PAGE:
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Biotech Asset Holder Xoma to Sell Preferred

Xoma Corporation (XOMA) has announced they will be selling a new issue of cumulative, perpetual preferred stock.

Xoma appears to be a company that helps fund other biotech companies in exchange for a future royalty–honestly I don’t know anything about them, but I will be doing more research to help understand the company.

While it appears the coupon will be pretty high everyone should do some deep due diligence if you know as little as I do about Xoma.

The preliminary prospectus can be found here.

mcg was right on this one and yield talk is in the 8.875% area.

17 thoughts on “Biotech Asset Holder Xoma to Sell Preferred”

  1. I first became acquainted with XOMA when I was on a Biotech binge in the early – mid nineties. IMHO, avoid.

    1. Do you still invest in biotech companies, and if so what do you think about the strategy of buying the economic rights to future biotech royalty and milestone payments?

        1. Royalty Pharma is certainly a major competitor to Xoma for biotech royalty rights…and a much bigger one also. They’ve been around for almost 25 years prior to their going public, so there’s some longevity to this market niche as well. Xoma seems headed in the right direction on this one.

      1. If you don’t have a Barron’s subscription…

        Royalty Pharma Jumps 58% From Its IPO. That’s More Money for Drug Research.
        By Bill Alpert
        June 16, 2020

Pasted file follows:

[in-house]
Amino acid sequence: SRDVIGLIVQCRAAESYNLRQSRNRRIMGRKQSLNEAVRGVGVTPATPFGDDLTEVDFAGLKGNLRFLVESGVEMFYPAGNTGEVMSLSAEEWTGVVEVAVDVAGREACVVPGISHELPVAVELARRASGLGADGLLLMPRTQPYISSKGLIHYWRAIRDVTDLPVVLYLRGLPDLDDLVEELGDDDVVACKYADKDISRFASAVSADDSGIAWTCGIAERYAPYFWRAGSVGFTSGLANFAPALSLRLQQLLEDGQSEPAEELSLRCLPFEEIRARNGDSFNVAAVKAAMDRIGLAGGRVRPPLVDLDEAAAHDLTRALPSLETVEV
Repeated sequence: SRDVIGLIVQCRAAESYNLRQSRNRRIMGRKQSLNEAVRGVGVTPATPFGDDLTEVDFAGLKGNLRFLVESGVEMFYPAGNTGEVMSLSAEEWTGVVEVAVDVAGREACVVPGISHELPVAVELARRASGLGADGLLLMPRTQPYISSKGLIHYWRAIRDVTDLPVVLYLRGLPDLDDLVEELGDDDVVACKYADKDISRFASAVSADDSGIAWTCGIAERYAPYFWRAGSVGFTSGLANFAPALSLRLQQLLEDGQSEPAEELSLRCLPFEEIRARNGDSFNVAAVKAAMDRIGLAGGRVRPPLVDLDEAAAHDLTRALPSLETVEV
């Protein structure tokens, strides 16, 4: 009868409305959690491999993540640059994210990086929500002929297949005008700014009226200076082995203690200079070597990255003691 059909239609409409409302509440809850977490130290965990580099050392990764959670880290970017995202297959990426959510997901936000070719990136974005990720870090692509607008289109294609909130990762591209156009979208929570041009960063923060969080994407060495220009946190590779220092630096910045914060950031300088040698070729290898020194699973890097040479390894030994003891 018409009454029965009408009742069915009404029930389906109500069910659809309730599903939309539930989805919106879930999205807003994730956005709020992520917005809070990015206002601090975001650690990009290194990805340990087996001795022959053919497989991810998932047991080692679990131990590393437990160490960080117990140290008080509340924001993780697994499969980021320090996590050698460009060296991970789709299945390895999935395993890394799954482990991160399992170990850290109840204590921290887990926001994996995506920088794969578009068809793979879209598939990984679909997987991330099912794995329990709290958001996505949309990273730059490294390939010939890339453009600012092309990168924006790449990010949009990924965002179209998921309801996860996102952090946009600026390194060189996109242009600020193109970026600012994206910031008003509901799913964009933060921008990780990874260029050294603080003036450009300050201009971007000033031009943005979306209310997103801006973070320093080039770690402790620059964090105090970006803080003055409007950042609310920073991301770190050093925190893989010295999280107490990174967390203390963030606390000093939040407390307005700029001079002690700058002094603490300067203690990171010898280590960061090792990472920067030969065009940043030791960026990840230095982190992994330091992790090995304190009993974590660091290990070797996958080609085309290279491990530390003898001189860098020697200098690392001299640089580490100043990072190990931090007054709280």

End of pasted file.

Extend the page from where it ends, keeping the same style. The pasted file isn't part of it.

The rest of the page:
Royalty Pharma’s investors have received annual dividends of about 25% of the business’s free cash flow.

        Pablo Legorreta says his biopharma financing firm is an integral part of America’s world-leading drug innovation ecosystem. Investors seemed to agree Tuesday, as they lifted the stock of his Royalty Pharma more than 50% above its initial public offering price of $28, in the year’s biggest IPO to date.

        The offering raised $2.2 billion for Royalty Pharma’s business of acquiring royalty rights in drugs from the research institutions that developed them, as well as investing in the clinical trials for new treatments. The first trade in the stock (ticker: RPRX) on Tuesday was at $44, and the shares maintained that 58% gain through midday.

        The firm’s royalty deals have allowed research institutions such as Memorial Sloan Kettering to redeploy the rewards from discoveries, including the cancer drugs Neupogen and Neulasta, according to Legorreta. Royalty Pharma financed the turnaround of the long-struggling biotech company Immunomedics (IMMU), which allowed it to finish developing its recently approved treatment Trodelvy for hard-to-treat breast cancers.

        “Royalty Pharma has carved for itself a role in the middle of this ecosystem where we work with all of the innovators,” Legorreta said in an interview.

        Since 1996, Royalty Pharma has invested $18 billion in deals in which it buys rights to a percentage of the top-line sales of products such as the Vertex Pharmaceutical (VRTX) drugs for cystic fibrosis Kalydeco and Trikafta, which brought the firm $425 million in royalties last year. It acquired the rights to those royalties from the Cystic Fibrosis Foundation.

        From the Biogen (BIIB) drug for multiple sclerosis Tysabri, Royalty Pharma received $333 million. The company believes its deals have accounted for more than half of all drug industry royalty transactions since its founding.

        Because Royalty Pharma collects a piece of a drug’s sales without having to cover the associated expenses, it enjoys operating cash flow margins of better than 90%. “We don’t do the sales and marketing or manufacturing, so our operating expenses are incredibly light,” Legorreta said.

        Since 2012, the firm’s cash receipts have grown at an annual rate of 11%. Net income rose from $580 million in 2015 to $2.35 billion in 2019. Royalty Pharma’s investors have received annual dividends of about 25% of the business’s free cash flow. After a reorganization for the IPO, the quarterly dividend now equals 15 cents a share. That amounts to a 1.3% dividend yield, at Tuesday’s $44 stock price.